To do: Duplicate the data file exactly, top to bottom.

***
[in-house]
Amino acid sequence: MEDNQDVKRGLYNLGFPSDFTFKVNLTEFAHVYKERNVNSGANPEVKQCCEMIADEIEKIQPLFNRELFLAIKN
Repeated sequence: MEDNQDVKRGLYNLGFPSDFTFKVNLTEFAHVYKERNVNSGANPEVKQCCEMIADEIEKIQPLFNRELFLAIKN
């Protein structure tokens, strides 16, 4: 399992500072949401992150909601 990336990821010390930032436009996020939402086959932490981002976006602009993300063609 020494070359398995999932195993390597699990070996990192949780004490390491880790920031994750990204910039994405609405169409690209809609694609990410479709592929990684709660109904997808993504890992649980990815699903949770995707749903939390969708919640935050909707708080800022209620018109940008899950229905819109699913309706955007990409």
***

[in-house]
Amino acid sequence: MEDNQDVKRGLYNLGFPSDFTFKVNLTEFAHVYKERNVNSGANPEVKQCCEMIADEIEKIQPLFNRELFLAIKN
Repeated sequence: MEDNQDVKRGLYNLGFPSDFTFKVNLTEFAHVYKERNVNSGANPEVKQCCEMIADEIEKIQPLFNRELFLAIKN
């Protein structure tokens, strides 16, 4: 399992500072949401992150909601 990336990821010390930032436009996020939402086959932490981002976006602009993300063609 020494070359398995999932195993390597699990070996990192949780004490390491880790920031994750990204910039994405609405169409690209809609694609990410479709592929990684709660109904997808993504890992649980990815699903949770995707749903939390969708919640935050909707708080800022209620018109940008899950229905819109699913309706955007990409």